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The Financial Expert

3.70  ·  Rating Details  ·  851 Ratings  ·  53 Reviews
In The Financial Expert, R. K. Narayan once again transports readers to the southern Indian town of Malgudi. This story centers around the life and pursuits of Margayya, a man of many hopes but few resources, who spends his time under the banyan tree offering expert financial advice to those willing to pay for his knowledge. Margayya's rags-to-riches story brings forth the ...more
Paperback, 224 pages
Published August 1st 1999 by University Of Chicago Press (first published 1952)
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Community Reviews

(showing 1-30 of 1,546)
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Diane Lynn
May 25, 2015 Diane Lynn rated it really liked it
Shelves: india, fiction
A very good story set during the late 1930's and into the 1940's. Another of R.K. Narayan's tales set in his fictional town of Malgudi, India. Through Narayan's wonderful witty prose, we get to know Margayya, the "financial expert", his family and all of their many problems. Malgudi is a very ordinary town filled with ordinary people. Margayya is really just looking to make a quick buck lakh rupee with as little work as possible. He really is very devious and shady. He enjoys advising people in ...more
Katerina
May 29, 2014 Katerina rated it liked it
First thought - this book is made to be read in English. I had a French copy and I believe that I have missed the spirit of it.

Nevertheless I consider it as an incredible portrait of a man in the Indian society, or even, I will go further, any traditional eastern society. All the battle between the internal hesitations, very human feelings and the need of being accepted by the people around who have literaly nothing to do with you. All the hypocrisy of the socity and many many other problems wh
...more
Rishi Prakash
Jul 12, 2013 Rishi Prakash rated it really liked it  ·  review of another edition
The Master story teller comes out with yet another classic book here. Infact it is one of the best that I have read so far. I am surprised that it has not been made into a movie yet because it has all ingradients to entertain us.
Coming to the story, it tells us about the time in British India when they established community banks to encourage a habit of thrift and to create a system of orderly loans. They did this specially to empower the poor people(which was majority of the population that ti
...more
Purvi Petal
Mar 17, 2016 Purvi Petal rated it liked it
Shelves: reviewed, owned-copy
This was my first introduction to the nitti-gritties of financial manipulations. It is an accurate account of the money-swindling whirlpool created by the protagonist to keep sucking money in, but as is Karma's calling, his own son proves to be his undoing. Try whatever he might, he is unable to pass on his brains to his son and all his 'hard-earned' black money drowns him in in his self created quagmire instead, the comeuppance to his deeds.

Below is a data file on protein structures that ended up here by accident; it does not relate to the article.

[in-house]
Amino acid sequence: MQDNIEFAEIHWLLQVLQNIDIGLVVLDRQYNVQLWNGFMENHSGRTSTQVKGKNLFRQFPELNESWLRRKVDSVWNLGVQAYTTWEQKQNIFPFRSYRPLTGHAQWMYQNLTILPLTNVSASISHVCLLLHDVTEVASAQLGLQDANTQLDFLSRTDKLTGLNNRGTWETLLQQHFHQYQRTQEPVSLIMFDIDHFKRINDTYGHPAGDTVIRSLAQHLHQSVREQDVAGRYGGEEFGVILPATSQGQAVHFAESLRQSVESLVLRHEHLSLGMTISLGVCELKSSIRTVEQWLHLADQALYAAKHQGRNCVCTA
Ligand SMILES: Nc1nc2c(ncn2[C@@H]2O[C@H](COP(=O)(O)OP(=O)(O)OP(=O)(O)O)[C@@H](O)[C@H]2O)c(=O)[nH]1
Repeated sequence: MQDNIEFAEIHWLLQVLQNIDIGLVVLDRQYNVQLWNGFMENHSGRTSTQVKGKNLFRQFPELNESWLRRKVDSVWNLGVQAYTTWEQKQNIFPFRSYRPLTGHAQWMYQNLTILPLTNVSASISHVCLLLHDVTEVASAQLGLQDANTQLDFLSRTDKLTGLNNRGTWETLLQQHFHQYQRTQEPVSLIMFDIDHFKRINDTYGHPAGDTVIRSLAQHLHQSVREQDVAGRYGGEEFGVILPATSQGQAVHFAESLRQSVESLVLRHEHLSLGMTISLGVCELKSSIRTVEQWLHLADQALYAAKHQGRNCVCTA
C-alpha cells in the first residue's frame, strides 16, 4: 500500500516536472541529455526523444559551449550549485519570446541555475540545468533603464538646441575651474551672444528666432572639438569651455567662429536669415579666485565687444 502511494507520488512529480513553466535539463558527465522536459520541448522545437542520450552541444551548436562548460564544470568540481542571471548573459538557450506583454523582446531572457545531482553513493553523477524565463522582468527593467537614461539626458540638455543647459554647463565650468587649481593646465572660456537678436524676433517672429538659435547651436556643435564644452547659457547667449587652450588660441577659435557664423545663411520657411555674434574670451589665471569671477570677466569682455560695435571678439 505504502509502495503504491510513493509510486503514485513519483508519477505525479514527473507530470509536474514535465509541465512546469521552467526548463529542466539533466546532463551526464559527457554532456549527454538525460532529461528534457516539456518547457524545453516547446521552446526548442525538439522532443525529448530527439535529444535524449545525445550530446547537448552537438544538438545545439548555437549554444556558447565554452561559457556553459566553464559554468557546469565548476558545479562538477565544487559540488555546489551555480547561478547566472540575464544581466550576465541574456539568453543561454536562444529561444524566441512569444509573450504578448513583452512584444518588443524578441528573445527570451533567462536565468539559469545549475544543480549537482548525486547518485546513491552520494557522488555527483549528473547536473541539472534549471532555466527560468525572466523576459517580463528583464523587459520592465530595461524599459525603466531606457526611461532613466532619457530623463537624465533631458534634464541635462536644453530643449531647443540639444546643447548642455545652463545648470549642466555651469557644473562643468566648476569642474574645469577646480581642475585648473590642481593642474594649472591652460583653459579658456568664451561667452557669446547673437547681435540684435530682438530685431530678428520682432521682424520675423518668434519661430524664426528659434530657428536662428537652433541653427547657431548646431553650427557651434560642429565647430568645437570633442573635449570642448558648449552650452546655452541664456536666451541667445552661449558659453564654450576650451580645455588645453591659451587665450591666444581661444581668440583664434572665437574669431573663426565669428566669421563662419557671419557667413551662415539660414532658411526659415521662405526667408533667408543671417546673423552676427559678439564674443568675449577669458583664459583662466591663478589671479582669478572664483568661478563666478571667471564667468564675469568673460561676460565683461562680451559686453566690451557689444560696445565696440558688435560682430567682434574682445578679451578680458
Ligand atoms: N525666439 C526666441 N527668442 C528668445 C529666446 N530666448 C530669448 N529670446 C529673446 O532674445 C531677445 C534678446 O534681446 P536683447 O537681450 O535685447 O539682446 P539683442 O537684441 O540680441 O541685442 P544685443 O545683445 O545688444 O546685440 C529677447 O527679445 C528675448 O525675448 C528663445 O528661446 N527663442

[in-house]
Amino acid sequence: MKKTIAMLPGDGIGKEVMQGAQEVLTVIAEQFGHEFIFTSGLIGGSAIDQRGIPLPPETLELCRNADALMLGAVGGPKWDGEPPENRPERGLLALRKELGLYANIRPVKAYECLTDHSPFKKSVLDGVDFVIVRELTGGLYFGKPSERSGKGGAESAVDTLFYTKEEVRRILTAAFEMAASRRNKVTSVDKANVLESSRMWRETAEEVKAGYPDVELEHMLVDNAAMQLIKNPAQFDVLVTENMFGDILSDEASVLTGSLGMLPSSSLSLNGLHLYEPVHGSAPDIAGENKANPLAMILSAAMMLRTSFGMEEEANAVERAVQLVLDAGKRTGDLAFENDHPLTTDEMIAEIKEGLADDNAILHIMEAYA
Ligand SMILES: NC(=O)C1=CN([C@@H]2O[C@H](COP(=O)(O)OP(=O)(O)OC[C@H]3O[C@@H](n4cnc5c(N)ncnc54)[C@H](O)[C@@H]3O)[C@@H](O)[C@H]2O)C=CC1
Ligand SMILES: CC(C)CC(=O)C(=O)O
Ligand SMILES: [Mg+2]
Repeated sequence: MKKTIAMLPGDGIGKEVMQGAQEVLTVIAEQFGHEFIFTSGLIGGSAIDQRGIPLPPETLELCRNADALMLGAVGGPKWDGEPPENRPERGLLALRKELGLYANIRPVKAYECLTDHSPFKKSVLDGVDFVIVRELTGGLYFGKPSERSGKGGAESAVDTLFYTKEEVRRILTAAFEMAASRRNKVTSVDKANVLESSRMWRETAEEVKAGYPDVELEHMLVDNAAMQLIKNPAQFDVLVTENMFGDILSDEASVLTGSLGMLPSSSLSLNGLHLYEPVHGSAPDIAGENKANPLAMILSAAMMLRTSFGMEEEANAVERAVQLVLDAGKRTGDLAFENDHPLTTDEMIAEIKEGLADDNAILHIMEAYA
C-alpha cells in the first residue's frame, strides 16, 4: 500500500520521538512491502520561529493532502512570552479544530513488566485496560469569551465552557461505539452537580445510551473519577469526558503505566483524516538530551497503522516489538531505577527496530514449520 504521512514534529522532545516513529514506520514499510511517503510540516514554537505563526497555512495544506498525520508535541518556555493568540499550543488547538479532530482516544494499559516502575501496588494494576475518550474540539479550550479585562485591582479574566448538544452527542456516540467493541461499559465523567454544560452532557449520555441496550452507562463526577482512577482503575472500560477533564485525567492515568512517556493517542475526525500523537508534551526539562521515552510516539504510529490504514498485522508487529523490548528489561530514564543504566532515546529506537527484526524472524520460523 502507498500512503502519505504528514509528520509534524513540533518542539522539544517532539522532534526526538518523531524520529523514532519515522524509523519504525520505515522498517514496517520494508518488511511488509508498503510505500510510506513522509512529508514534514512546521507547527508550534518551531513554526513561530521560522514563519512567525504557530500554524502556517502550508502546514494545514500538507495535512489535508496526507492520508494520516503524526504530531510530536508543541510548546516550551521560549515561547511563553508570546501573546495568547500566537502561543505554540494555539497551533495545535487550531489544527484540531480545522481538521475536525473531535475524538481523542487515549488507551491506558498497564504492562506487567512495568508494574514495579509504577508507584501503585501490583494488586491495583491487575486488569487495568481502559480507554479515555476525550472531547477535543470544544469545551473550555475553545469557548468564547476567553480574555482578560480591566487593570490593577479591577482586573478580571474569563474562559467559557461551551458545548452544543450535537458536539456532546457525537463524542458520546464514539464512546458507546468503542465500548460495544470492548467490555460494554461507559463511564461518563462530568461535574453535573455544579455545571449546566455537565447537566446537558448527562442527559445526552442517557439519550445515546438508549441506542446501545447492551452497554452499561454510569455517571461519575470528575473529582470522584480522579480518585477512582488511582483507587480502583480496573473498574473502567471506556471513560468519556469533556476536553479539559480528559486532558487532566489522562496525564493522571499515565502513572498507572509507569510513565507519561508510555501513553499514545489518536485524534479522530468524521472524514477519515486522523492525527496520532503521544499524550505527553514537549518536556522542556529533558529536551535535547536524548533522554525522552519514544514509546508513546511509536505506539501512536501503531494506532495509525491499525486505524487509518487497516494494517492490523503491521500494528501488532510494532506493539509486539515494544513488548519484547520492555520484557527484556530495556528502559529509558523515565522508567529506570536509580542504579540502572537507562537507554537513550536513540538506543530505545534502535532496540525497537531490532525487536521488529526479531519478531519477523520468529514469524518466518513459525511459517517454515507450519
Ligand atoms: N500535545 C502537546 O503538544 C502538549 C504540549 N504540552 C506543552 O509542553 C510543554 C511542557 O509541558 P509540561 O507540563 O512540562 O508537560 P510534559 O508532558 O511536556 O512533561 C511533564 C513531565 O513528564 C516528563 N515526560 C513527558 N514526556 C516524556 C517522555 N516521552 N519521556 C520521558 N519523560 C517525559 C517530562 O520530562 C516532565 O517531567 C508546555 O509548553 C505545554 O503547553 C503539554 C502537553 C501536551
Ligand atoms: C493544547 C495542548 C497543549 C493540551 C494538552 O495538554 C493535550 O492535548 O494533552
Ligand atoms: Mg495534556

The novel paints a subtle picture of South India, like
...more
James
Mar 06, 2009 James rated it really liked it
This is a witty and luminous novel set in the backward town of Malgudi in southern India. It is a world created by R. K. Narayan and like Faulkner's Yoknapatawpha County it is memorable and filled with characters that come alive on the page. The Financial Expert of the title is a man named Margayya who sits in a public park dispensing advice on economic matters to people who revere him. Throughout the novel the reader is introduced to several characters that may seem to play only a minor role, b ...more
Kaustuv Baral
Jul 28, 2013 Kaustuv Baral rated it it was amazing
If one has to know about typical Indian sensibilities one should simply read RK Narayan books. For an Indian, reading through the pages is like himself enacting the story- as at the some point either we have seen this happening or have been a part of it. RK Narayan delves into the Indian common man psyche and presents his story. Financial expert was quirky, funny, engaging and never ever boring. The plot which shows the entire life of the Financial expert- his ups and downs leaves you with a kin ...more
Jasveer Singh
May 09, 2013 Jasveer Singh rated it did not like it
After watching a TV series based on Malgudi Days, I decided to give this book a try. But It beat crap out of my course books at being dull.
The story drags without much happening and then suddenly it ends with as much logic as it started. When Narayan had been scribbling the boring story for around six months, it got to the nerves of his wife and one morning she said, "Hey you old man! Finish this crap or else no breakfast for you". So obeyed R.K.
A village financial adviser(the protagonist) ente
...more
Skjam!
Apr 10, 2016 Skjam! rated it liked it  ·  review of another edition
Recommends it for: reader who wants mostly realistic novel about pre-independence India
Recommended to Skjam! by: cover
In the South Indian town of Malgudi, across from the Central Cooperative Land Mortgage Bank, there is a banyan tree under which sits Margayya, the financial expert. Margayya (“the one who shows the way”) is an unofficial middleman who helps the unlettered villagers apply for small loans from the bank (for a small fee), arranges for people who still have good credit to take loans to help out those with bad credit (for a small fee) and gives financial advice, among other services (for a small fee. ...more